Sport drinks can be good for when you ride your motorcycle for a long time, and that’s because they also contain electrolytes, not just the liquid per se. Keep in mind that these might also contain quite a bit of sugar, and the last thing you might want when you’re on your bike for several hours at a time would be a glycemic imbalance.
How to tell if you’re getting dehydrated
There are some very simple signs that you can interpret to be able to tell whether you risk becoming dehydrated or maybe you already are, to some extent. If you don’t feel like going to the bathroom after you spent several hours on your bike, then that’s a telltale sign that you should drink some water. If your urine is darker than it usually is, you have a dry mouth, you’re suddenly feeling fatigued or sleepy, or extremely thirsty, you have to get hydrated.
When there isn’t enough water in your body, you can also experience confusion, headaches, lightheadedness, or dizziness. No motorcyclist wants to get dizzy while riding, so keep that in mind.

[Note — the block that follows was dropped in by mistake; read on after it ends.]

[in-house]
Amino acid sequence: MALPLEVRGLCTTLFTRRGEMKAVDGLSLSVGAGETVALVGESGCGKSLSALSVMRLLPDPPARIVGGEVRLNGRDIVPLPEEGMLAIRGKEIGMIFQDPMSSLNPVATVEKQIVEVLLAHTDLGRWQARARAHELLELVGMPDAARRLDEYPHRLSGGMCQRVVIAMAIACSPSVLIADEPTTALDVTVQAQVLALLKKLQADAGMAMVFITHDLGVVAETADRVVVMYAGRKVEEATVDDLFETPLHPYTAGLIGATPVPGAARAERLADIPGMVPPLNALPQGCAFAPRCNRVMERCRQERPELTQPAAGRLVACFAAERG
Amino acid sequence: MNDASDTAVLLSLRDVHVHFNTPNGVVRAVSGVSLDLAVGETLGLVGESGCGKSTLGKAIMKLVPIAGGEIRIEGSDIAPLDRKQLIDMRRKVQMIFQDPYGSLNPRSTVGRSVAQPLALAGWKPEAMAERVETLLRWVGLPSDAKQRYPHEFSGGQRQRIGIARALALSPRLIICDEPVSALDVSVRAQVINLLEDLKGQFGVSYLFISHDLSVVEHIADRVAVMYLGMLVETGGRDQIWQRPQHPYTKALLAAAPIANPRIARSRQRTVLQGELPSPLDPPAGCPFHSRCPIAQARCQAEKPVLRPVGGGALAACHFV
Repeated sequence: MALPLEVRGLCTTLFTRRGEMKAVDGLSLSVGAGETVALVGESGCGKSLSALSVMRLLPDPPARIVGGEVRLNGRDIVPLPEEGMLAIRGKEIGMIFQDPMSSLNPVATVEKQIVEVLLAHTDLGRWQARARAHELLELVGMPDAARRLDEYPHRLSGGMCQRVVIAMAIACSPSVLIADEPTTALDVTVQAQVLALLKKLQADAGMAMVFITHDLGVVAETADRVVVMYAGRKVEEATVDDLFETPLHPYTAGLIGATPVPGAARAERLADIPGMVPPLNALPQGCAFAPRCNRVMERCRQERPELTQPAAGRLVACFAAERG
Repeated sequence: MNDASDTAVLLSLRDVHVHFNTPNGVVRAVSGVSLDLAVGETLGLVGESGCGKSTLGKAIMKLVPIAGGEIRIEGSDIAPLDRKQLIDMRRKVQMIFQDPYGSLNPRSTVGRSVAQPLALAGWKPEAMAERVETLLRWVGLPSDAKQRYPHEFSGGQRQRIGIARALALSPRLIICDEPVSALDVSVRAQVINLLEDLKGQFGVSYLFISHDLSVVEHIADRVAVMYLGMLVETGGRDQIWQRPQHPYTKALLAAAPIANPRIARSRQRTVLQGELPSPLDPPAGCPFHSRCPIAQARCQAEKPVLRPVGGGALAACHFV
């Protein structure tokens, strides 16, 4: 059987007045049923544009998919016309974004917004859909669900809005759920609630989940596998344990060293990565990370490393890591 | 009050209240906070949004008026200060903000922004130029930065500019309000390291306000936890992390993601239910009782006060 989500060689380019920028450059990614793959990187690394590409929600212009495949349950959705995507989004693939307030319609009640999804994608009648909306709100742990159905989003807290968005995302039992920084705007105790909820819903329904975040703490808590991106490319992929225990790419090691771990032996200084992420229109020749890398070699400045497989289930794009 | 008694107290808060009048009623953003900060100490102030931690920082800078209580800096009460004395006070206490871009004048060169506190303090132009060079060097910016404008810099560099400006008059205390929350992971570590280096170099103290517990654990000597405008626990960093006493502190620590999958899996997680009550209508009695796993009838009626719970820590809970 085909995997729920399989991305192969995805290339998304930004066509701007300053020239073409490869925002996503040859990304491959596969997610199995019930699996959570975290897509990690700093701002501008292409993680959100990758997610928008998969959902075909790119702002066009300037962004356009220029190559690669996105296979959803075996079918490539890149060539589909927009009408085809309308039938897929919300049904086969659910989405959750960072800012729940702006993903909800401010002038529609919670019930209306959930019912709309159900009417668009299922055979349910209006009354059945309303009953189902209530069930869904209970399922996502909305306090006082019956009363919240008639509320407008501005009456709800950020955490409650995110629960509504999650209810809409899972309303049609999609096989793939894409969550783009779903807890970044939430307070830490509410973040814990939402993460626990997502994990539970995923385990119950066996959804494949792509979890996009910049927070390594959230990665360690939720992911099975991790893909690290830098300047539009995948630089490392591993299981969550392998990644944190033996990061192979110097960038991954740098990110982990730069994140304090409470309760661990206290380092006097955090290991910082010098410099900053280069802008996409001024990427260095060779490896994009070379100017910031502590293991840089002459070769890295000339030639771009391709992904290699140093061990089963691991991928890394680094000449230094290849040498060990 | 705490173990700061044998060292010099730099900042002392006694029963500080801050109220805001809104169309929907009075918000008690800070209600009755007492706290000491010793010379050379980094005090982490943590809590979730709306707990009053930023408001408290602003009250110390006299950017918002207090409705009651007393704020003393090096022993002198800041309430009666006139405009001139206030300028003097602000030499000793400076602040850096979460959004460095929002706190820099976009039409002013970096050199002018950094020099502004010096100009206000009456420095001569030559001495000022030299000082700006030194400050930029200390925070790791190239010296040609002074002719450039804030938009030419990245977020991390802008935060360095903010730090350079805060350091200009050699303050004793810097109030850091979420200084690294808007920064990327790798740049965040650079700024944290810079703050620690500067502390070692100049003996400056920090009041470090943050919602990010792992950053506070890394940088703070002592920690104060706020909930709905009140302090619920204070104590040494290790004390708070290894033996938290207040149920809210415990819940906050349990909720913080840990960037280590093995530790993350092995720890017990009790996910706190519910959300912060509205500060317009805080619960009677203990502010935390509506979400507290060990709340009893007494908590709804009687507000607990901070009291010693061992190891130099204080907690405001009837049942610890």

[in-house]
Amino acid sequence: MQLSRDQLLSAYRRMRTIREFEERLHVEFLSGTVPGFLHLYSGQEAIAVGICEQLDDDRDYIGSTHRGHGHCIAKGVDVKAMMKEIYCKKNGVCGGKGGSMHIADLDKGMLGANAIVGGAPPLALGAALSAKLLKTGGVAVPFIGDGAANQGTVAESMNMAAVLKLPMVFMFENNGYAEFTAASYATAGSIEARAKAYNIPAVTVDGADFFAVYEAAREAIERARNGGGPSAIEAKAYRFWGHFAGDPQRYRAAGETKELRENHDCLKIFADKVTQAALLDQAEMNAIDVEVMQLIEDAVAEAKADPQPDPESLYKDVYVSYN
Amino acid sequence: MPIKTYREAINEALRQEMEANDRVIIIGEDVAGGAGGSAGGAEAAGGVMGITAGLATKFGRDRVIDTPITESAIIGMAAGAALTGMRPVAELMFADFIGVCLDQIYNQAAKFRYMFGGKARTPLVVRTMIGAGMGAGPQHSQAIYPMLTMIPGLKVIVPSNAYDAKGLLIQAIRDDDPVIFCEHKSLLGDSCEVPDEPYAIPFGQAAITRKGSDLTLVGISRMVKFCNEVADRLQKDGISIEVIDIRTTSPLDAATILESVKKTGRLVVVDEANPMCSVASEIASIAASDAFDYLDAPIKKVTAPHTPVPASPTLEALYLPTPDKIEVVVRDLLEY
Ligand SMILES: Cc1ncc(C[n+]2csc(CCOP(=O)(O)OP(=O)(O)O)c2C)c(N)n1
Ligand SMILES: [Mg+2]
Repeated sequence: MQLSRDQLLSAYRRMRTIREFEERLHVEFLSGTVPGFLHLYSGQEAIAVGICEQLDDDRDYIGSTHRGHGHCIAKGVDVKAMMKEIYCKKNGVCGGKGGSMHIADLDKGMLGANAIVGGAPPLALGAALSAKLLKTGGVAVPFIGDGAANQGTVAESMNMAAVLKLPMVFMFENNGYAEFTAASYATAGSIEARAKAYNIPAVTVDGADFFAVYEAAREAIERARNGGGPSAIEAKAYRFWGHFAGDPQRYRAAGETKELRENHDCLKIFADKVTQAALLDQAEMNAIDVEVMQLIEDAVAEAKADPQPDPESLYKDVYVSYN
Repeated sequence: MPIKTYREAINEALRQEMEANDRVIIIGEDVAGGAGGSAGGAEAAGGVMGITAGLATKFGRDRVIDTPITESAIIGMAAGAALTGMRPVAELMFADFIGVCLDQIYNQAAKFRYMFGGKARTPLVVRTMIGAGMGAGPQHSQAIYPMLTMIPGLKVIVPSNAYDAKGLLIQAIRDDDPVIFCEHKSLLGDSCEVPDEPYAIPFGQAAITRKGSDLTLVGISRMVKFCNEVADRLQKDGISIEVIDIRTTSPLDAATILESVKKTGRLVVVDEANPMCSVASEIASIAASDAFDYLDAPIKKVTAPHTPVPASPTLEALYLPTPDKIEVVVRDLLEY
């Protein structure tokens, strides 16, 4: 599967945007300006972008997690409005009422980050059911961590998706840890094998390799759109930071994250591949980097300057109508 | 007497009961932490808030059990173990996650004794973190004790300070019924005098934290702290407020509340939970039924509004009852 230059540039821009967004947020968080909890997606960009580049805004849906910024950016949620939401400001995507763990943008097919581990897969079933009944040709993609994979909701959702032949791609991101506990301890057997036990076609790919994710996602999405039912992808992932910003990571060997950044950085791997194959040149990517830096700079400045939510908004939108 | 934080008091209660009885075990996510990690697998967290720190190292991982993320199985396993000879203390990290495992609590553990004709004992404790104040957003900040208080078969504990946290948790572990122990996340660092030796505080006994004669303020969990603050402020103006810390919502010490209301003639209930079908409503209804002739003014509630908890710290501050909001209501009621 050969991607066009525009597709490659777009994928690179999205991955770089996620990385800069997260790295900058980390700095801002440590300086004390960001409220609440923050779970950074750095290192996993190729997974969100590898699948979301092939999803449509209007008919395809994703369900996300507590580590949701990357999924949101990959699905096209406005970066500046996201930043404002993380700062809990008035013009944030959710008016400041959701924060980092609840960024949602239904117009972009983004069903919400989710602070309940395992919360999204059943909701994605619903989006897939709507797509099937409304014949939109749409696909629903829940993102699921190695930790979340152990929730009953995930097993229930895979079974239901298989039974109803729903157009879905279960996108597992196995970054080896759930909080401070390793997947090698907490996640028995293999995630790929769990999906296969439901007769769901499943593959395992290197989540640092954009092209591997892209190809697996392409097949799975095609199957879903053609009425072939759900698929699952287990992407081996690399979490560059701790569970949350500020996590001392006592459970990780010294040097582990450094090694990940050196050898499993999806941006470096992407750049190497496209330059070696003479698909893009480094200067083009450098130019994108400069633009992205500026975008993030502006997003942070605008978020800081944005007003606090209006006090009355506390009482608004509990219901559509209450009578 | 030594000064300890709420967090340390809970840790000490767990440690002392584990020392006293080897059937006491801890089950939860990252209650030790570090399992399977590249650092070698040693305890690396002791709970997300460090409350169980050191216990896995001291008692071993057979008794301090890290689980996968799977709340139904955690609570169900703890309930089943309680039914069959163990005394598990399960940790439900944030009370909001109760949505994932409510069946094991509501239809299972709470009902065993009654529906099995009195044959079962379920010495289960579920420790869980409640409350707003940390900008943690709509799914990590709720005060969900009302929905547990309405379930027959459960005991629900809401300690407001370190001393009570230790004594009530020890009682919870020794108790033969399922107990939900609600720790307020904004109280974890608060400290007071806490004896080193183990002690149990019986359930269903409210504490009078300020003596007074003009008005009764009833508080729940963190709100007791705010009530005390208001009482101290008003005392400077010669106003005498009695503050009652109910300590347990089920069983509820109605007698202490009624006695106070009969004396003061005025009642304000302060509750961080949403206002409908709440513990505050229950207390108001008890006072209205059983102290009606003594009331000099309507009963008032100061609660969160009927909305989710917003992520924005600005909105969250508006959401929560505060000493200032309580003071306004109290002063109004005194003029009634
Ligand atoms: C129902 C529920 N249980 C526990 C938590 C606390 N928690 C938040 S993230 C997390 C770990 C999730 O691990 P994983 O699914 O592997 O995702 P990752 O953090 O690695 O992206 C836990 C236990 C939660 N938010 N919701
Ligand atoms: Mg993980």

Something else we would like to add is that your body’s natural ability to tell when it needs water decreases as you age. If you’re an older adult, it might be more difficult for you to sense dehydration. Your brain actually finds it harder to receive signals for thirst.
Can you treat dehydration by yourself?
Dehydration is somewhat of a general term, meaning that the one that calls for medical treatment is actually pretty severe. Sure, you can prevent it and make sure that you treat it as soon as you realize that you might be exposed to the problem. You can do so by drinking water, consuming clear broths, having a popsicle, eating Jell-O, or drinking some sport drinks.